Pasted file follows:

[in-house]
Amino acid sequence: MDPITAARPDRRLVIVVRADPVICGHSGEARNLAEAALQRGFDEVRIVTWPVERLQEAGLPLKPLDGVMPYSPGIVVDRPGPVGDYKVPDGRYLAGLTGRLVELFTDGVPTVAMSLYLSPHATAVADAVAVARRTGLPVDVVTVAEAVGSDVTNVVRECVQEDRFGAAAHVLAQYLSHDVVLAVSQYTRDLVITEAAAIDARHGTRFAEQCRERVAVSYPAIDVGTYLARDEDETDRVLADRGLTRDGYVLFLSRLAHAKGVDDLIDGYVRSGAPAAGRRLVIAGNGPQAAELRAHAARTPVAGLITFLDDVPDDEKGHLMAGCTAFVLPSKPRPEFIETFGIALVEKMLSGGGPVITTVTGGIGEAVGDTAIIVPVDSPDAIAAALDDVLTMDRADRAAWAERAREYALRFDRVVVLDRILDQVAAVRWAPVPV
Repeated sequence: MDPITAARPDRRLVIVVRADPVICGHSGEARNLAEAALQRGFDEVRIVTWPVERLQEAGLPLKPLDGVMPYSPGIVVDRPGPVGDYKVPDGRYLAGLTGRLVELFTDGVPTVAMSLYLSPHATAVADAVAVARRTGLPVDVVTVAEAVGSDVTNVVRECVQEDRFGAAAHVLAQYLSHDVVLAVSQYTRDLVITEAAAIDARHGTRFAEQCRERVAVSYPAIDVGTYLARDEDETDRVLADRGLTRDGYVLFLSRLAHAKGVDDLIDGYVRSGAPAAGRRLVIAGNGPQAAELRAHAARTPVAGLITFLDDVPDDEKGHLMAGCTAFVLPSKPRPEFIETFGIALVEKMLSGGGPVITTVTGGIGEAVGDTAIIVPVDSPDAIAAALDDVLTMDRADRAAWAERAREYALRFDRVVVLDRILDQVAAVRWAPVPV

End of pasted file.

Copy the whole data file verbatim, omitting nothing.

[in-house]
Amino acid sequence: MDPITAARPDRRLVIVVRADPVICGHSGEARNLAEAALQRGFDEVRIVTWPVERLQEAGLPLKPLDGVMPYSPGIVVDRPGPVGDYKVPDGRYLAGLTGRLVELFTDGVPTVAMSLYLSPHATAVADAVAVARRTGLPVDVVTVAEAVGSDVTNVVRECVQEDRFGAAAHVLAQYLSHDVVLAVSQYTRDLVITEAAAIDARHGTRFAEQCRERVAVSYPAIDVGTYLARDEDETDRVLADRGLTRDGYVLFLSRLAHAKGVDDLIDGYVRSGAPAAGRRLVIAGNGPQAAELRAHAARTPVAGLITFLDDVPDDEKGHLMAGCTAFVLPSKPRPEFIETFGIALVEKMLSGGGPVITTVTGGIGEAVGDTAIIVPVDSPDAIAAALDDVLTMDRADRAAWAERAREYALRFDRVVVLDRILDQVAAVRWAPVPV
Repeated sequence: MDPITAARPDRRLVIVVRADPVICGHSGEARNLAEAALQRGFDEVRIVTWPVERLQEAGLPLKPLDGVMPYSPGIVVDRPGPVGDYKVPDGRYLAGLTGRLVELFTDGVPTVAMSLYLSPHATAVADAVAVARRTGLPVDVVTVAEAVGSDVTNVVRECVQEDRFGAAAHVLAQYLSHDVVLAVSQYTRDLVITEAAAIDARHGTRFAEQCRERVAVSYPAIDVGTYLARDEDETDRVLADRGLTRDGYVLFLSRLAHAKGVDDLIDGYVRSGAPAAGRRLVIAGNGPQAAELRAHAARTPVAGLITFLDDVPDDEKGHLMAGCTAFVLPSKPRPEFIETFGIALVEKMLSGGGPVITTVTGGIGEAVGDTAIIVPVDSPDAIAAALDDVLTMDRADRAAWAERAREYALRFDRVVVLDRILDQVAAVRWAPVPV